But to prove I’ve still got it, here’s a little programmer joke.
"The Tao is embodied in all software regardless of how insignificant, said the master.
"Is the Tao in a handheld calculator?" asked the novice.
"It is," came the reply.
"And, is the Tao in XP?"
The master coughed and shifted his position slightly. "The lesson is over for today," he said.
The Tao of Programming.
The joke’s on the consumer
Not so funny is the apparent collusion between service providers and chain stores. A few weeks back, I tipped off the scam Microsoft has going with Best Buy, in which customers are automatically signed up and charged for MSN. AOL and CompUSA are practicing similar tactics. One of my spies rushed in a pinch to buy an exec a PDA at CompUSA, learned of the arrangement between it and AOL, and spoke with a manager to get a special code to cancel AOL. Alas, a direct call to AOL was required.
"According to the salesman, an AOL account is established upon purchase of non-CPU devices as well, such as cameras and scanners," my mole murmured.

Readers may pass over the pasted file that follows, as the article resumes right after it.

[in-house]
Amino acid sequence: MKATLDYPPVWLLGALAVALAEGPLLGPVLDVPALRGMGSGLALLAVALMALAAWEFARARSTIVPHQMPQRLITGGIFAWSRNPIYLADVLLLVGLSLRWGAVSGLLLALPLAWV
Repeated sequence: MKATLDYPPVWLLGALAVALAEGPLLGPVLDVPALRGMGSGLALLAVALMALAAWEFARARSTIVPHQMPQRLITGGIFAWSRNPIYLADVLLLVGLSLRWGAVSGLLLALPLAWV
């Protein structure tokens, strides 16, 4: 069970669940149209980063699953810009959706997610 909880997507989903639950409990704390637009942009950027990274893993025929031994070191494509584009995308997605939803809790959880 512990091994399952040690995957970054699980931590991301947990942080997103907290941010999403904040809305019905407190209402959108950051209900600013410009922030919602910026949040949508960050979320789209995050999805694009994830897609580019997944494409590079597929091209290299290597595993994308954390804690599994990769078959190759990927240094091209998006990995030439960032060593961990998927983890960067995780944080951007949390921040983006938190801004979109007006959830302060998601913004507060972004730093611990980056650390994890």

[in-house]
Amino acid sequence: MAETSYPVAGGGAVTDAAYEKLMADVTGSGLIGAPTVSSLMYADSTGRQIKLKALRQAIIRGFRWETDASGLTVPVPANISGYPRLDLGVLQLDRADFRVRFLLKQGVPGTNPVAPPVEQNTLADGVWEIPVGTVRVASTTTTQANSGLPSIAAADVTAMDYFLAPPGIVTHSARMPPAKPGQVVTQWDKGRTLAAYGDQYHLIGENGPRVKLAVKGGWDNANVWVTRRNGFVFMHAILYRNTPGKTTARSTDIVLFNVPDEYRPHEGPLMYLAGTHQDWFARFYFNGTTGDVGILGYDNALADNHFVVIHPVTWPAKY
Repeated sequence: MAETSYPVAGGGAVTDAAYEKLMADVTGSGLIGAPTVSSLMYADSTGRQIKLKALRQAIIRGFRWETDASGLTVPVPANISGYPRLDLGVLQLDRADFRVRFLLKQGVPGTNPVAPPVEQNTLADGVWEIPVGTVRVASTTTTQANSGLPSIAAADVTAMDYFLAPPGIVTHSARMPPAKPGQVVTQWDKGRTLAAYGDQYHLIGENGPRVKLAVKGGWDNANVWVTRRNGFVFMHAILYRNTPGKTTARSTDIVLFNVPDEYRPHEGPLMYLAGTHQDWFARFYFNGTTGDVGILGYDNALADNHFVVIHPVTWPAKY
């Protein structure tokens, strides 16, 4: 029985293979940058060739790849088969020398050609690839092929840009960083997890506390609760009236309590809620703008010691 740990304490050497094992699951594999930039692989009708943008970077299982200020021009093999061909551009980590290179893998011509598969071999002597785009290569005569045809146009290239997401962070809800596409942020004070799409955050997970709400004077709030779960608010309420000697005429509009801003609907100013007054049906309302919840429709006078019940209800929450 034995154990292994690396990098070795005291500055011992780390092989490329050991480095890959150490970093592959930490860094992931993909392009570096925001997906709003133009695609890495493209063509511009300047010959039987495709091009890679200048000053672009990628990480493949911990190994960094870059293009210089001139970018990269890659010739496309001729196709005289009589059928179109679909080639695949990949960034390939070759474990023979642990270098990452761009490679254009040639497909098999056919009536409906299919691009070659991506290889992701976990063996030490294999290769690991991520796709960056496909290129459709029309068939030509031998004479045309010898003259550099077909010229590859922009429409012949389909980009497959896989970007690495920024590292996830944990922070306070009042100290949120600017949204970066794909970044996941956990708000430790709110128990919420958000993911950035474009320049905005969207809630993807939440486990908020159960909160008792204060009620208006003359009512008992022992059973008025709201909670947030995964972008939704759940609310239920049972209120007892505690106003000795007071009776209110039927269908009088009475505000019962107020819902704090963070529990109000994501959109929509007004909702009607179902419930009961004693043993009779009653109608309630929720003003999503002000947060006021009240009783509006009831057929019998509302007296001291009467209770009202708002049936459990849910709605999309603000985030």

Whereas CompUSA and AOL seem to be getting along swimmingly, IBM and PricewaterhouseCoopers -- the former rival Big Blue recently acquired -- cannot say the same, according to a spy who worked in HR, first at PwC and then at IBM. PwC folks are not exactly under IBM’s control, and some of the leadership is running amok. IBM has let a number of PwC employees go, and there is a feeling among those left that they could be "released" any day now. On top of that, the severance packages are lousy.
Now that doesn’t exactly make me want to run out and rejoin the working world. But I have to think it creates opportunities for really good consultants. Who knows, perhaps I can make a nice piece of coin there -- after the marathon.
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